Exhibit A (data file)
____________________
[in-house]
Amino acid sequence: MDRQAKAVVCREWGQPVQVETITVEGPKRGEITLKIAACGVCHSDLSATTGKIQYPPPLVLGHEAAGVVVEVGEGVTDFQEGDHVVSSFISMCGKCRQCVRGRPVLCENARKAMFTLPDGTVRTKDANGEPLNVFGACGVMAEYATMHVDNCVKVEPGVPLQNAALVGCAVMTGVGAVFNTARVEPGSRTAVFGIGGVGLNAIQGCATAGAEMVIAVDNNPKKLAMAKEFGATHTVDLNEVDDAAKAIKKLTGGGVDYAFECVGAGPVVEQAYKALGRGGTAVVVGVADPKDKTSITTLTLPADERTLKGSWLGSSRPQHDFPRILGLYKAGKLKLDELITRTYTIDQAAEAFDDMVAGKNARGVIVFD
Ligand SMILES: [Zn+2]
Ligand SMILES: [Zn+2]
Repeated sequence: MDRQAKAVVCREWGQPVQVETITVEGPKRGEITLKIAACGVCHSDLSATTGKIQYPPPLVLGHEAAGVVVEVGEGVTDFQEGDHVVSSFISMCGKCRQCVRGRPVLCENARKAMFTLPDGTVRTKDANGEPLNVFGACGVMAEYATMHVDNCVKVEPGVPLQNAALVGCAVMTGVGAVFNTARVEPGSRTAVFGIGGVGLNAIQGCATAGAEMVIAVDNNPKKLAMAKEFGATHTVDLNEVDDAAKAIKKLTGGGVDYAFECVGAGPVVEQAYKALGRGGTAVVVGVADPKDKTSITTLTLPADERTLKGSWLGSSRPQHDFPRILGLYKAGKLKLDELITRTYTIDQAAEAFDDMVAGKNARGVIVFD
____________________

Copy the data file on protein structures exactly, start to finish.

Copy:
[in-house]
Amino acid sequence: MDRQAKAVVCREWGQPVQVETITVEGPKRGEITLKIAACGVCHSDLSATTGKIQYPPPLVLGHEAAGVVVEVGEGVTDFQEGDHVVSSFISMCGKCRQCVRGRPVLCENARKAMFTLPDGTVRTKDANGEPLNVFGACGVMAEYATMHVDNCVKVEPGVPLQNAALVGCAVMTGVGAVFNTARVEPGSRTAVFGIGGVGLNAIQGCATAGAEMVIAVDNNPKKLAMAKEFGATHTVDLNEVDDAAKAIKKLTGGGVDYAFECVGAGPVVEQAYKALGRGGTAVVVGVADPKDKTSITTLTLPADERTLKGSWLGSSRPQHDFPRILGLYKAGKLKLDELITRTYTIDQAAEAFDDMVAGKNARGVIVFD
Ligand SMILES: [Zn+2]
Ligand SMILES: [Zn+2]
Repeated sequence: MDRQAKAVVCREWGQPVQVETITVEGPKRGEITLKIAACGVCHSDLSATTGKIQYPPPLVLGHEAAGVVVEVGEGVTDFQEGDHVVSSFISMCGKCRQCVRGRPVLCENARKAMFTLPDGTVRTKDANGEPLNVFGACGVMAEYATMHVDNCVKVEPGVPLQNAALVGCAVMTGVGAVFNTARVEPGSRTAVFGIGGVGLNAIQGCATAGAEMVIAVDNNPKKLAMAKEFGATHTVDLNEVDDAAKAIKKLTGGGVDYAFECVGAGPVVEQAYKALGRGGTAVVVGVADPKDKTSITTLTLPADERTLKGSWLGSSRPQHDFPRILGLYKAGKLKLDELITRTYTIDQAAEAFDDMVAGKNARGVIVFD